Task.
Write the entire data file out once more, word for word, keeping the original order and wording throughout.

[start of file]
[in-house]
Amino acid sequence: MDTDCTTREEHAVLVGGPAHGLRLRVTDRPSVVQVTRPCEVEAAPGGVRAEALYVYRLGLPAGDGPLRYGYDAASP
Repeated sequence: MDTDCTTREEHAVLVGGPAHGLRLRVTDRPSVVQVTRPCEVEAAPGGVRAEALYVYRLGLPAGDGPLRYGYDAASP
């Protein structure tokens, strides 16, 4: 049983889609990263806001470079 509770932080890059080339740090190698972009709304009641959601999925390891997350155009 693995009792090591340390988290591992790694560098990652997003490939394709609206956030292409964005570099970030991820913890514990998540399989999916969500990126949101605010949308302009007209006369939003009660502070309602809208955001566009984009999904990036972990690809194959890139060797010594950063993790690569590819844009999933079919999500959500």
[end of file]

[in-house]
Amino acid sequence: MDTDCTTREEHAVLVGGPAHGLRLRVTDRPSVVQVTRPCEVEAAPGGVRAEALYVYRLGLPAGDGPLRYGYDAASP
Repeated sequence: MDTDCTTREEHAVLVGGPAHGLRLRVTDRPSVVQVTRPCEVEAAPGGVRAEALYVYRLGLPAGDGPLRYGYDAASP
């Protein structure tokens, strides 16, 4: 049983889609990263806001470079 509770932080890059080339740090190698972009709304009641959601999925390891997350155009 693995009792090591340390988290591992790694560098990652997003490939394709609206956030292409964005570099970030991820913890514990998540399989999916969500990126949101605010949308302009007209006369939003009660502070309602809208955001566009984009999904990036972990690809194959890139060797010594950063993790690569590819844009999933079919999500959500």